A couple of weeks ago I found an ad on eBay for an old 35mm slide box complete with about 100 colour slides and starting at only £0.99. It looked interesting because the slides were obviously quite old and solid looking with metal and glass holders.
From the two or three individual slides which appeared in the eBay listing, I could see that the box contained colour slides by Ilford and Ferrania. Now I’m quite interested in Ferrania because they are in the process of restarting production of this film (well not the original company, but the emulsion will be the same), so I thought it would be interesting to have a closer look and put a bid on in the last couple of seconds and bought the complete box for about £5.
When it turned up I was pleased to see that the box was in almost perfect condition. Whoever owned (and presumably took) these colour slides obviously looked after them. The index sheet on the inside cover is unmarked, but there are notes on some of the slide mounts to indicate where they were taken.
The content seems to be split into two halves. In the first section of the box are all slides from 1950 and 60s – these are the ones taken on Ferrania and Ilford film. These are all glass mount slides and consequently the film itself is pretty well preserved and the outer glass can easily be cleaned to remove the dirt and muck which has built up over the years.
The second half seem to be more modern slides – mostly in plastic mounts and of different subject matters.
And what of the subject matter?
Well I suspect the owner of these pictures was perhaps a teacher or possibly a scout master who travelled abroad with groups of children. Many of the pictures are of an adult (which I’ve assumed is the person who owned these slides) with groups of children in locations in Germany and Austria.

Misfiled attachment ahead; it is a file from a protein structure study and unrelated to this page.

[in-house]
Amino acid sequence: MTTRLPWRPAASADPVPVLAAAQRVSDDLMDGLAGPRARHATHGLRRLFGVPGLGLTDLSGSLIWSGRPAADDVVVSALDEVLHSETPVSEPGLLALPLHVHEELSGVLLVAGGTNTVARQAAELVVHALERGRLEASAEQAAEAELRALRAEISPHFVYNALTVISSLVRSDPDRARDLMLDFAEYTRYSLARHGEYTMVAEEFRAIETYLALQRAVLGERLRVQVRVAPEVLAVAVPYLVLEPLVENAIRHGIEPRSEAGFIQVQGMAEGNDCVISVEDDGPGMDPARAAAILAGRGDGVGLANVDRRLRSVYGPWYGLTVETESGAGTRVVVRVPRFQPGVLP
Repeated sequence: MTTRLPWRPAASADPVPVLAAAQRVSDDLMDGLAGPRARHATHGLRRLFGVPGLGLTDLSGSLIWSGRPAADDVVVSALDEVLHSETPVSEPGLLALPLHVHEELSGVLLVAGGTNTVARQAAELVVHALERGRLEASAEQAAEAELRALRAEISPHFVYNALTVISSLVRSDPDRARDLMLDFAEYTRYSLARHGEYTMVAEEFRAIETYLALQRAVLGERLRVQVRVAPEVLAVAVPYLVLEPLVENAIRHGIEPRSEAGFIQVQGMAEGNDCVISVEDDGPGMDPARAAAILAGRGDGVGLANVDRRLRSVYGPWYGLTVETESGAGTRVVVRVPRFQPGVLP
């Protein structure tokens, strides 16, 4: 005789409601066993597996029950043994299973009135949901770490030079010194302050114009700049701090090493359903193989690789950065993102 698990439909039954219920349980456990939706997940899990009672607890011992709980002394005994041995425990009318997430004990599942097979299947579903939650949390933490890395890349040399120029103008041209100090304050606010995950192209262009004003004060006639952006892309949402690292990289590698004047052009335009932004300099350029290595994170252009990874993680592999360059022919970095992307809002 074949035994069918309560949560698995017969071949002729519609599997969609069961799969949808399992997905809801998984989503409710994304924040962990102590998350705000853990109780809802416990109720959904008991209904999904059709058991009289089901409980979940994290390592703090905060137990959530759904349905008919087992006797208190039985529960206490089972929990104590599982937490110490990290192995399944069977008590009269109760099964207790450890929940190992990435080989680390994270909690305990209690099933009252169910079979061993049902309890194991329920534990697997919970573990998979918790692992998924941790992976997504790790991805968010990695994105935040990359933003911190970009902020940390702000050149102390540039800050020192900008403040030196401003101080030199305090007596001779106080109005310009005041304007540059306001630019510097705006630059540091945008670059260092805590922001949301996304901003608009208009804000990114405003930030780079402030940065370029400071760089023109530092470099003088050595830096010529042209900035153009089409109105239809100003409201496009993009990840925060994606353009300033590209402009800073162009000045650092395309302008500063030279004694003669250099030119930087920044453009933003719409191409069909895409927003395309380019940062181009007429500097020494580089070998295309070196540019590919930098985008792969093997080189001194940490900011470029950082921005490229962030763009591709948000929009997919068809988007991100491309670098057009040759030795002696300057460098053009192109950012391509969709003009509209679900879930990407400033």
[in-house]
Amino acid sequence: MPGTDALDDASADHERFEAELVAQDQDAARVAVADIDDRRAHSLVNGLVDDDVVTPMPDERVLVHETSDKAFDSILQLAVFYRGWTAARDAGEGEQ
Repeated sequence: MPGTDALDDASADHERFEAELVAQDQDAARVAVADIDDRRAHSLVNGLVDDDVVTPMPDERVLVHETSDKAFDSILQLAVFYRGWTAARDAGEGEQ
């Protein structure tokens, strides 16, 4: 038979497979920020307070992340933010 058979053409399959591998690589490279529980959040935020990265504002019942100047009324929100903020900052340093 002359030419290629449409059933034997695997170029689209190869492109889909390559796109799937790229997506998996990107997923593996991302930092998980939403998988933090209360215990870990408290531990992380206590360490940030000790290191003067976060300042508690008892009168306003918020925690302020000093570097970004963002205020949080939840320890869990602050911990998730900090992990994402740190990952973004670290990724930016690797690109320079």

Fortunately the locations are written on some of the slides because I probably wouldn’t have found them otherwise. For example, the picture on the right was taken at Linderhof palace and on the wikipedia page linked you can see the exact location as shown in the early to mid 1950s picture. If you want to see more of the pictures click on the one on the right and choose the ‘Series’ tab on the right of the screen.
I think the most interesting thing about buying a set of slides like this – in a single box which have obviously all been kept together and belonged to the same person – is that you start to feel as if you know something about person who owned them. The reality is of course that I know almost nothing at all, but every slide I scanned I felt as it I found a little more out – his name (Bellis), where he went and at least some of the things he liked to do.
Colour slide collection is a new passion for me – I’ve bought a few hundred as bundles and I’m enjoying sorting through them and finding some interesting pictures, but I’m going to also keep an eye out for more collections like this one because they provide an interesting personal touch.